LSO/Semyon Bychkov, Barbican, London

When the totality of existence is up for grabs, as it is in Mahler’s Third Symphony, we should not be surprised if all, or even a substantial part of it, proves elusive. The sheer loftiness of its ambitions, and the hoped-for marriage of musical integrity to emotional catharsis, is just very, very hard to snare in performance. So it proved in this exceptionally well prepared and beautifully executed rendition, uniting London’s most muscular Mahler orchestra with a conductor steeped in the composer’s language.

Like Valery Gergiev, the London Symphony Orchestra’s principal conductor, Semyon Bychkov is Petersburg-trained, but his approach to Mahler could not be more different. Gergiev, who conducted a cycle of the nine symphonies during the composer’s recent double-anniversary, is all speed and spontaneity. Bychkov emphasises patience, spaciousness, control. Ideally one would want a meeting halfway. With his deeper understanding of Mahler tradition, Bychkov is a more clear-sighted guide to what the music is about, but the very strengths of his viewpoint – his technical mastery, his sense of balance and pulse – turned out to be a weakness, because the performance, though far from dry or analytical, never really let go.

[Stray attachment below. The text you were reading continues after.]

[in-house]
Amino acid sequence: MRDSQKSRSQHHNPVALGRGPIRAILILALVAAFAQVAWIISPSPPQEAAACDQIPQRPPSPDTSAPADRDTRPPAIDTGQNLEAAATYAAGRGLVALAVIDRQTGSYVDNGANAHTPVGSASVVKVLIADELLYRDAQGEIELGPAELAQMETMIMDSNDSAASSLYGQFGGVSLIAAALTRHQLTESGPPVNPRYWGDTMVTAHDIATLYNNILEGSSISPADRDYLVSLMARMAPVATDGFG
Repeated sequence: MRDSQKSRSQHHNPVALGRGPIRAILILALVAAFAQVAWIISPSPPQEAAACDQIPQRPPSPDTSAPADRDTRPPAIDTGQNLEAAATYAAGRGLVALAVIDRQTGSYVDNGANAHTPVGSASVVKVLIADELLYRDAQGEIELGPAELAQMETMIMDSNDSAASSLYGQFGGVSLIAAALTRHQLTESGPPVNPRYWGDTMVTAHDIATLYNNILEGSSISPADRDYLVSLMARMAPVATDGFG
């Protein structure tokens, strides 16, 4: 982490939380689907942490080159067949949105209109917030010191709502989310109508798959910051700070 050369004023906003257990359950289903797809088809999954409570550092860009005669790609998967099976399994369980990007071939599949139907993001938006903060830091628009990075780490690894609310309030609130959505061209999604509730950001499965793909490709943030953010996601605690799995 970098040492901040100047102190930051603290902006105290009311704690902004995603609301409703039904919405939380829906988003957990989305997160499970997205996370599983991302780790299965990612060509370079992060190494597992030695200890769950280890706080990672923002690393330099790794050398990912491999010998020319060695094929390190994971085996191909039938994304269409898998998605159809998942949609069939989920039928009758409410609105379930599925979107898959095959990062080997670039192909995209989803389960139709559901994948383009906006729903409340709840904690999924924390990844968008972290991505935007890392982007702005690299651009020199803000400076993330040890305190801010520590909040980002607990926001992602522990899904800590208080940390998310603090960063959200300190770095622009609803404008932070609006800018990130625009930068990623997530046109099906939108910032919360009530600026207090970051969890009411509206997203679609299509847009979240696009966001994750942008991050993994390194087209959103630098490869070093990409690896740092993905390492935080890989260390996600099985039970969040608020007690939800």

Even in the finale, which Bychkov drew from the most rapt and tender string threnody towards a conclusion of emphatic majesty, came across as slightly undercooked. This is music that demands to have something wrung out of it. The fact that Bychkov didn’t succeed suggests not that his vision is flawed – far from it, as each movement was wonderfully sustained – but that he and the LSO are still getting acquainted, and the mutual trust necessary for a great performance is not yet established.

The building blocks are there. The manifold themes and cross-currents of the gargantuan opening movement were immaculately laid out – and ennobled by principal trumpet Philip Cobb. The minuet, decorated with tasteful rubato, sounded molto espressivo. The scherzo had light and air, and Christianne Stotijn brought dignified focus to the “Midnight Song”. If Bychkov can loosen up and the LSO regain its swagger, all will be well.

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